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Josephine Premice

Born on July 21, 1926, in Brooklyn, NY; died on April 13, 2001, in Manhattan, NY; daughter of Lucas Premice; married Timothy Fales, November 14, 1958; children: Enrico, Susan.

Josephine Premice was one of the premier stage actresses of the 1940s and 1950s. She appeared in numerous Broadway plays including Blue Holiday, Jamaica, A Hand is on the Gate, and Bubbling Brown Sugar, twice garnering Tony award nominations for her performances. She was also known for her calypso music which she often performed at night clubs between acting stints, and would go on to record for Virgin Records. Though she left the acting business for close to six years in the mid 1960s, she came back strong in the 1970s, performing not only on the stage but branching out into television as well with roles on popular programs such as The Jeffersons and A Different World. When Premice died in 2001, she was hailed by many in the acting industry as a role model of how to survive through adversity and how to change with the times to keep an acting career alive.
Josephine Mary Premice was born in Brooklyn, New York, on July 21, 1926. Her parents were Haitian immigrants and part of the aristocracy of their birth country. Her father, Lucas Premice, who allegedly had claim to the title Count de Bodekin, had fled Haiti with his wife when he was part of an unsuccessful coup to try to oust the current dictator of the country. They eventually immigrated to New York where Mr. Premice became a furrier. They were extremely proud people and raised Premice to have a strong belief in her own self worth. At a time when African Americans were considered second-class citizens even in the northern states, Premice and her sister, Adele, were given the education and training of an "at-home finishing school" and treated like part of the elite.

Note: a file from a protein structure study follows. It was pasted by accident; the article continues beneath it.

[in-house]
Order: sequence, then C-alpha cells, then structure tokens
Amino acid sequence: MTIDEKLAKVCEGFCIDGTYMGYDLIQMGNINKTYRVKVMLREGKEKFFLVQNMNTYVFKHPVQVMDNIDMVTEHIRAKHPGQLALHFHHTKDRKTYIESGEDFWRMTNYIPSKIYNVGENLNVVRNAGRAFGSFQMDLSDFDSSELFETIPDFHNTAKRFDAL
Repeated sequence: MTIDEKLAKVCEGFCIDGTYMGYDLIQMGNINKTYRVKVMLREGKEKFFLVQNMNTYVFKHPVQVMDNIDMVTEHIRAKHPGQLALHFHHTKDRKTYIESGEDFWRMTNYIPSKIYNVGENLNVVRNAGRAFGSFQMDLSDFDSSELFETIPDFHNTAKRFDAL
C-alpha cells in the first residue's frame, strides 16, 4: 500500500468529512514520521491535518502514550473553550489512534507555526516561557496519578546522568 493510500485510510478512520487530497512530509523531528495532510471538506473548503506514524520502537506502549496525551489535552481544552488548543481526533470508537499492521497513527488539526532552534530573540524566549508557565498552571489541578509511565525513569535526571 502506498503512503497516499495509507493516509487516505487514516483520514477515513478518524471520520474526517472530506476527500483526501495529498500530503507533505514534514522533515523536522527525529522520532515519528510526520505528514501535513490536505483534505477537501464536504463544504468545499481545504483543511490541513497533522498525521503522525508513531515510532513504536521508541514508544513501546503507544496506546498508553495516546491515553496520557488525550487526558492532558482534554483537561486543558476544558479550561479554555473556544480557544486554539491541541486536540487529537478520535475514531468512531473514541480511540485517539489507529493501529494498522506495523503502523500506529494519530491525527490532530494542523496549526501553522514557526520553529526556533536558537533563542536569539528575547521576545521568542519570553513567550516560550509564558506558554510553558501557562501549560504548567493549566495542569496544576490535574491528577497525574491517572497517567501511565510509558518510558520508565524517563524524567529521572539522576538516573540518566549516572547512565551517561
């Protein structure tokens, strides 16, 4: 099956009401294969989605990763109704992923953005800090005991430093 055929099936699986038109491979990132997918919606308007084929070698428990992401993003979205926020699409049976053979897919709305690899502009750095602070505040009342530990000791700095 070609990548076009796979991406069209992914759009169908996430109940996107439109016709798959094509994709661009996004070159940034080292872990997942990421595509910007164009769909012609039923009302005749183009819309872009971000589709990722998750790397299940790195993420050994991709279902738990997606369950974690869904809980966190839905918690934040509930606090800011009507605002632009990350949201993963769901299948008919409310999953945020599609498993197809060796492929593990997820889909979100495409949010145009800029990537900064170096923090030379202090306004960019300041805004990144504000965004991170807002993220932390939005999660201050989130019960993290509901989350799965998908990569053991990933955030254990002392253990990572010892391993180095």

During 1957 and 1958 Premice performed in over 500 performances of the vastly popular musical Jamaica at the Imperial Theatre on Broadway. The musical starred Lena Horne and Ricardo Montalban. Premice played Horne's best friend. The part earned her a nomination for a Tony Award as Best Featured Performer.
It was during a performance of this play that her future husband, Timothy Fales, saw her and made the instant decision that she would be the mother of his children. Fales was very much a part of the White Anglo-Saxon aristocracy of Upper East Side New York. He was also very rebellious against the very staid, "proper" life that his parents attempted to mold him into. After several months of heavy courtship, the two moved in together and then married in a very quiet ceremony on November 14, 1958. Fales had won over Premice's very strict father by their mutual love for and service on the sea, but Fales' father refused to accept the inter-racial marriage until years later and didn't speak to his son for several years. Premice worked hard to create an environment for her family that would ignore the hatred and prejudices associated with mixed marriages at the time. Because of her star status and his social standing, their marriage made the headlines and caused a lot of negative feelings from some of the more radical groups across the country.